pennlive18 karma

I am not sure about the statute of limitations. You can consult with an attorney but you should have good documentation. Did you make a formal complaint at the time? If not, you might want to let the licensing agency know although i'm not sure they will do much about it.

My condolences, no one should have this experience.

ConnieLingus2429 karma

What is the best way to safe guard an elderly person’s finances from abuse?

pennlive28 karma

First, look for the right facility. And, one of the best ways is to be there as often as you can. Get to know the staff. If there is abuse you'll see it. Unfortunately, many facilities do not have adequate staffing even though they may meet staffing requirements. I would suggest that you act quickly any time you see something that doesn't look right. And, listen to the resident. It is not uncommon for staff and even family to dismiss complaints because they think that the person is confused. Make sure you take all complaints seriously.

All facilities licensed in Pennsylvania are required to post signs with the phone numbers for the Long-Term Care Ombudsman Program and the Licensing agency. You may be able to solve a problem by talking with the staff and/or administration but don't hesitate to call if you are not satisfied. Everyone in the country has access to an ombudsman.

Mralisterh23 karma

How do you recommend family deal with compassion fatigue? I'm currently my mother's carer until I move out, I have been for years, and it's taking a toll on my mental health. I only have 2 more months until I leave but caring for her is hard on me. She often says she wants me to live my life and that I don't need to take care of her but she relies so heavily on me to get everything done that it feels like I can't, hence me leaving so drastically. I want to enjoy my time with her and not feel like she is burdening me because of her illnesses.

pennlive13 karma

Please get some help. There is a Family Caregiver Support program that might be able to provide some respite. You may also benefit from participating in a support group and there may be services that can be brought in to help her so that you can enjoy your time with her. I encourage you to call one of our advocates at 800-356-3606 to get help in finding resources and getting support.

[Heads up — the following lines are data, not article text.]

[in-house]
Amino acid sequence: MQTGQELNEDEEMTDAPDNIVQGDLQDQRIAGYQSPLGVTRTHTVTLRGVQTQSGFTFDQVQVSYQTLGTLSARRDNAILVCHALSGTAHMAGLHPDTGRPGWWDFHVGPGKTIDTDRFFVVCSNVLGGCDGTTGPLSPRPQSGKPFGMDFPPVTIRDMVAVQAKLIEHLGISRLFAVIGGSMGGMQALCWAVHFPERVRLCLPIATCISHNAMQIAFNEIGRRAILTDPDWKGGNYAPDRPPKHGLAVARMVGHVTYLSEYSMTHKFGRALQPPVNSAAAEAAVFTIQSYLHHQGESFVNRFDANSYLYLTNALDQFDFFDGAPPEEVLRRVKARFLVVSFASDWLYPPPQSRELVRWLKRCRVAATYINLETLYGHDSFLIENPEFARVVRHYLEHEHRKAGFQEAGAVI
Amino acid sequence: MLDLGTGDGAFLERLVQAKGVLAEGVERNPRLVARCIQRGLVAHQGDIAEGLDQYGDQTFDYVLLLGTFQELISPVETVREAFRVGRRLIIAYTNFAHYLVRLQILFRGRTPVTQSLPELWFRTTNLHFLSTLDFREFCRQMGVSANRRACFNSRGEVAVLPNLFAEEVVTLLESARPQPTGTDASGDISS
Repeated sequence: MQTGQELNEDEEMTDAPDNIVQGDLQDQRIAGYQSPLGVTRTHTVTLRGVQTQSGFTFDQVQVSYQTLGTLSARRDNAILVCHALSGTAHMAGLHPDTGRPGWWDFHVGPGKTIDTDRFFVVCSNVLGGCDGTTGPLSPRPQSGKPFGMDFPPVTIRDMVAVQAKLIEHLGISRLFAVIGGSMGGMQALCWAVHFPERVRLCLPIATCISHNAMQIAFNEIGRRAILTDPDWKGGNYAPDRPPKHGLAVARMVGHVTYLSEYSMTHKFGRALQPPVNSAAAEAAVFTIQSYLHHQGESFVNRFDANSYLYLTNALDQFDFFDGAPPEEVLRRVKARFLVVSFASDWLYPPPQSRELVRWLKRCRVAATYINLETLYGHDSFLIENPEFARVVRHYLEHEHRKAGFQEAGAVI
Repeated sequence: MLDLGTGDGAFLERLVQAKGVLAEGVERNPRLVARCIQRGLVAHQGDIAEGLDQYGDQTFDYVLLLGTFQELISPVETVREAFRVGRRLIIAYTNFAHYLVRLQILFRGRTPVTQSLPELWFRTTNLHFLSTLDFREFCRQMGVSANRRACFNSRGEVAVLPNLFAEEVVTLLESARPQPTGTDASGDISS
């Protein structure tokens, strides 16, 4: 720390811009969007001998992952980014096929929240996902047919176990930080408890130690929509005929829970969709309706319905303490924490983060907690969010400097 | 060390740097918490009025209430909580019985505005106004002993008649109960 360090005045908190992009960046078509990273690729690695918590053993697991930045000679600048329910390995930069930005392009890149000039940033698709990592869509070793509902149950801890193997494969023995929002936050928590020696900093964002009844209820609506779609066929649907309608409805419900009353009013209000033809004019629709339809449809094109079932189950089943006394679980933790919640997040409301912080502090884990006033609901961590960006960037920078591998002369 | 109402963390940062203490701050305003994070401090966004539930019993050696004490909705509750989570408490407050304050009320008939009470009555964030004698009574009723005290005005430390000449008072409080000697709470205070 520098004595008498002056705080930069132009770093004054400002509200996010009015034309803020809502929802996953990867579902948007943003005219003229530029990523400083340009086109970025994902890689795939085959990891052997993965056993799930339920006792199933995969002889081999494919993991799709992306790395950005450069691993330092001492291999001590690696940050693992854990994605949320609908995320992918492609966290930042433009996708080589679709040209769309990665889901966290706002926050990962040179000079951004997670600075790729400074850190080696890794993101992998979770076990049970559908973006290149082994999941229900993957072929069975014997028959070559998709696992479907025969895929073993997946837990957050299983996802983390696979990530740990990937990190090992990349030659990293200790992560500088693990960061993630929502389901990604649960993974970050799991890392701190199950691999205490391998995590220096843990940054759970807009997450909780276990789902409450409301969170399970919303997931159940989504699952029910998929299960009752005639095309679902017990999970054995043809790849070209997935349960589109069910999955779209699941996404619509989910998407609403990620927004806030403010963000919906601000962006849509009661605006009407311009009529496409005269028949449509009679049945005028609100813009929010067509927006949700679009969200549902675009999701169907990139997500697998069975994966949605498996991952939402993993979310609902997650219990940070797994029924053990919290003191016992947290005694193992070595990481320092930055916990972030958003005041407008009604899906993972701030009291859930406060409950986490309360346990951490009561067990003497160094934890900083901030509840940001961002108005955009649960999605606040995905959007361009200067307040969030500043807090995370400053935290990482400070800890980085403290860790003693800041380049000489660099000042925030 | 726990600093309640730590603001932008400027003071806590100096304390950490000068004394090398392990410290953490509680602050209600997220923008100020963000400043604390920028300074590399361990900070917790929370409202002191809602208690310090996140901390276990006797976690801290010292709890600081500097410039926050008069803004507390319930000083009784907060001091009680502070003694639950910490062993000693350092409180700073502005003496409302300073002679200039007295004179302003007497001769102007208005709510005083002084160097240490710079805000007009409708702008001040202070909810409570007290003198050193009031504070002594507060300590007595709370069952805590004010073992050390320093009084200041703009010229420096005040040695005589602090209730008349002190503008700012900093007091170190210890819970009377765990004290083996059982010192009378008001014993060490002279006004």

Pandas_UNITE17 karma

Many cultures guide people into death and into the afterlife, such as the Tibetan Book of the Dead which guides people dying towards the other side rather than holding onto guilt/wrath/attachment to loved ones. What sort of ways does your facility prepare elderly for death in order to make it a smooth painless and beautiful process?

pennlive16 karma

I do not work for a facility. So I'm not the best person to answer this question. But this may be a good question to ask if you are considering a facility admission.

Chopkins4112 karma

I have a parent who lives a few states away who is in need of assisted living. What is the best way to make sure I'm finding the best option for them if I don't have the ability to spend weeks checking out nursing homes?

pennlive17 karma

First of all, you want to make sure you are looking for the best setting for them. There are many options available. If staying at home is an option, services can be brought in. If they are in need of some personal care and minimal medical supervision, an assisted living facility may be the answer, and if they need more complex nursing care, a nursing home might be the best setting.

Whatever setting you choose, there are considerations that may be particular to your parent and your family. Is the setting close enough to family/friends so that they can have regular visits? There are many personal issues that may be unique to your parent like particular activities they enjoy; is it important that they take their own things with them; and others. You may also want to look at quality. You can get information on nursing homes at: https://www.medicare.gov/nursinghomecompare/search.html. Others settings are not regulated by the federal government.